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Response to Tommy_Carcetti (Original post)

Mon Feb 19, 2018, 02:25 PM

2. Maybe, too, they have good history, civics, current events classes...

... All the students I've seen on TV seem woke to politics.

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Response to Tommy_Carcetti (Original post)

Mon Feb 19, 2018, 02:43 PM

3. Perhaps they understand who the woman the school was named after

was all about?

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Response to fierywoman (Reply #3)

Mon Feb 19, 2018, 03:08 PM

4. Good point, probably lost on most non Floridians.

And probably some Floridians as well.

Marjory Stoneman Douglas was a vocal advocate for preservation of the Everglades, an invaluable ecosystem for the state.

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Response to Tommy_Carcetti (Reply #4)

Mon Feb 19, 2018, 03:10 PM

5. From what I understand, she was also a Suffragette (?sp) and

into civil rights.

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Response to fierywoman (Reply #3)

Mon Feb 19, 2018, 03:49 PM

8. Excellent point

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Response to malaise (Reply #8)

Mon Feb 19, 2018, 04:19 PM

15. I can't help but think that MSD's soul -- wherever it is residing --

is smiling upon them.

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Response to Tommy_Carcetti (Original post)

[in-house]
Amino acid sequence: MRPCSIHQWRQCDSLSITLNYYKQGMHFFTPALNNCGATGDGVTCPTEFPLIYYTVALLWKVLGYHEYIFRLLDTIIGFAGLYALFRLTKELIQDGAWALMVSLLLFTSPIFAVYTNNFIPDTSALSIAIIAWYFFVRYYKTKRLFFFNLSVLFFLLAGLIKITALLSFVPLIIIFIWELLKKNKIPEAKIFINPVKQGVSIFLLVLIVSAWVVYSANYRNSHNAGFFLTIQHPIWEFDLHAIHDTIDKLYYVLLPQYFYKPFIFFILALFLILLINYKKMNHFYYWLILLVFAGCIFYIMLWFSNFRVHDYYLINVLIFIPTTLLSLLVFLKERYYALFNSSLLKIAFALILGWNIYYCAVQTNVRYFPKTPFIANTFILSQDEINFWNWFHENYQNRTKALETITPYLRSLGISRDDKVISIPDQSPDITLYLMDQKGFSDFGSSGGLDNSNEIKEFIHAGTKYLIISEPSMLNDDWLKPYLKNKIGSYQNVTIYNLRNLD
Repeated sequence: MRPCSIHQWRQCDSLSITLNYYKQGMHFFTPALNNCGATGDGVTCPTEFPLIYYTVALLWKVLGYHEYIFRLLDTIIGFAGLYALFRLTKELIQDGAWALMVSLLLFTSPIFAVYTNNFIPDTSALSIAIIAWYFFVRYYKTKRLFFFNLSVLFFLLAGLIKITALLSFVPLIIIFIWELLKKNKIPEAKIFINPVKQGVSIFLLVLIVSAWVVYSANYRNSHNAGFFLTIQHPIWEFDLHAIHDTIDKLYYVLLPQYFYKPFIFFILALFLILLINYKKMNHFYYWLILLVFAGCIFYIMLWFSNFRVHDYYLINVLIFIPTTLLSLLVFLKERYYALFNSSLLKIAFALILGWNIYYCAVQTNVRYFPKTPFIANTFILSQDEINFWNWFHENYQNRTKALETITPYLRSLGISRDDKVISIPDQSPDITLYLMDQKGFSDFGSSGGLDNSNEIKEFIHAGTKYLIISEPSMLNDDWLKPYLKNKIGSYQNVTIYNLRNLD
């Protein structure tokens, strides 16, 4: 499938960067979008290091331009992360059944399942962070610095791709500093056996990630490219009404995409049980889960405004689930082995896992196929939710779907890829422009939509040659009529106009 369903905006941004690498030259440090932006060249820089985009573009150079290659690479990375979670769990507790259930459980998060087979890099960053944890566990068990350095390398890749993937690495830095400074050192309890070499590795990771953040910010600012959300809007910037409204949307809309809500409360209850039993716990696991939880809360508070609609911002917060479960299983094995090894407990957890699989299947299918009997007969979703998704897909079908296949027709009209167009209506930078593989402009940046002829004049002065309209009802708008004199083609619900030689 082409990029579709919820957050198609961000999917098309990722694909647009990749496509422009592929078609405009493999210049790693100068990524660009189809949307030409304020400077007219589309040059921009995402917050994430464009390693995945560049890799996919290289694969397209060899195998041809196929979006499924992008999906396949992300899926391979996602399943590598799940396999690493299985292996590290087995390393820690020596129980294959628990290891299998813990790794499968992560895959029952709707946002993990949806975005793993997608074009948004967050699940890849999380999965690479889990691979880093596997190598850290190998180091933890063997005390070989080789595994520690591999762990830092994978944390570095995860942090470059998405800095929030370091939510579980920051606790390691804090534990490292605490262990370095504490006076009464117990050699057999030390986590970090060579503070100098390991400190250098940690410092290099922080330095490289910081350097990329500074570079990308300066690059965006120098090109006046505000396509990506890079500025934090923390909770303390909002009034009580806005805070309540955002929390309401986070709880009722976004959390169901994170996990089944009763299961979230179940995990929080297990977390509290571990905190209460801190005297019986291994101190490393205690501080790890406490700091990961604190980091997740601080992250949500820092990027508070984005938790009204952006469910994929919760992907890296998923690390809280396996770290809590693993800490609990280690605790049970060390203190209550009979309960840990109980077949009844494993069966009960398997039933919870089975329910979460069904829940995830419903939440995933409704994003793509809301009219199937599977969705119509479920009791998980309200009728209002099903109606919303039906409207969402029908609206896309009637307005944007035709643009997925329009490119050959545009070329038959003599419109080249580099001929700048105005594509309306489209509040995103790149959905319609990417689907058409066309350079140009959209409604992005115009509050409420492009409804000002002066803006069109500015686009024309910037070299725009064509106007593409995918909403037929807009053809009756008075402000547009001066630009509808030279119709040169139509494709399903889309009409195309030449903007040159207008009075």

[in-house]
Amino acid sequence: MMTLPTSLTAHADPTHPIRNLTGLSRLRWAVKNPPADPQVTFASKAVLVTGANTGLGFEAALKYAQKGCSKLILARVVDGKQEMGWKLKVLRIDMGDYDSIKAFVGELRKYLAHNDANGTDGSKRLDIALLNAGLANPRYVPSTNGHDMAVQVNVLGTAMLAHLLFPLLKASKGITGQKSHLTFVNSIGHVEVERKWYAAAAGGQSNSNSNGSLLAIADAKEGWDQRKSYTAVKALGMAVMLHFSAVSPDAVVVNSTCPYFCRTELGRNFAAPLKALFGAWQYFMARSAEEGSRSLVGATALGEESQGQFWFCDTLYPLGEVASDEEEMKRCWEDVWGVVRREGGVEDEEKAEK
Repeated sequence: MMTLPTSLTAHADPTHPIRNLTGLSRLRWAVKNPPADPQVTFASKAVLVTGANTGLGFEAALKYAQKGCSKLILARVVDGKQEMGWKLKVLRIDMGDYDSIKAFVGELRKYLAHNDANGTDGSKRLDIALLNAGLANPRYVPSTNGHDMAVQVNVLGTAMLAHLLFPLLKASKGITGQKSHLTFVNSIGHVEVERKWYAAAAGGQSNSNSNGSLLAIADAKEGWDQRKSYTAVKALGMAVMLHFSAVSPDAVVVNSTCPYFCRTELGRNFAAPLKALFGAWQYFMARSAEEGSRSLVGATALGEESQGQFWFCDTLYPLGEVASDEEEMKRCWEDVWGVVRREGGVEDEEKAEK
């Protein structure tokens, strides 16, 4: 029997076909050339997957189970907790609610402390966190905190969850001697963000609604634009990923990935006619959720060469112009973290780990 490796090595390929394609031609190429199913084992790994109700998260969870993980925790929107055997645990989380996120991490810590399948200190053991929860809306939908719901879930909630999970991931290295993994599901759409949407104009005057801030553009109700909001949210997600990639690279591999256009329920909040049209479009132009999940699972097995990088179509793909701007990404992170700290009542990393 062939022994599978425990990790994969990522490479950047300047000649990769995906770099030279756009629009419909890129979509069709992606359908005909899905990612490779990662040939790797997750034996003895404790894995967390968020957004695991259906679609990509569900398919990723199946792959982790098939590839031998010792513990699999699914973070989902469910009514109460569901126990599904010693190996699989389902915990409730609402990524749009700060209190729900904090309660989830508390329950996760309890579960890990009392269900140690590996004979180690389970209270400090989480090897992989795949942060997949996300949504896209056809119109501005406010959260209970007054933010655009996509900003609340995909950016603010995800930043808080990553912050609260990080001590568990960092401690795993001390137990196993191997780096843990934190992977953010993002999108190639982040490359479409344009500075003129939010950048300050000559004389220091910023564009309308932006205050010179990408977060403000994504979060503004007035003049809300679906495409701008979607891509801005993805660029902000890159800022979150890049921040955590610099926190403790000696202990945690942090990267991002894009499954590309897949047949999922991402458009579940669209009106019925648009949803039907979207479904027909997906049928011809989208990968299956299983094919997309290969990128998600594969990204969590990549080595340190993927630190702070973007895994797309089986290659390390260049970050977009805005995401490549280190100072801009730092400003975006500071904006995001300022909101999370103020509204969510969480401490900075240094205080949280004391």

Mon Feb 19, 2018, 03:36 PM

6. We need to get the backs of these young adults. Conservatives will rally to shame them for speaking

out, probably even threaten them and their families.

We need to be there for them with more than thoughts and prayers. They'll need our support, our backing, our participation, and to share the weight of their burden if we're going to make change.

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Response to ffr (Reply #6)

Mon Feb 19, 2018, 03:54 PM

9. Yes, and their passion can ignite a movement

They can be the generation that makes voting cool. All they need is our support and encouragement.

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Response to ffr (Reply #6)

Mon Feb 19, 2018, 05:15 PM

21. I agree completely.

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Response to Tommy_Carcetti (Original post)

Mon Feb 19, 2018, 03:48 PM

7. It looks like they've had some damned fine teachers.

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Response to Tommy_Carcetti (Original post)

Mon Feb 19, 2018, 03:59 PM

10. This school is in a well-to-do area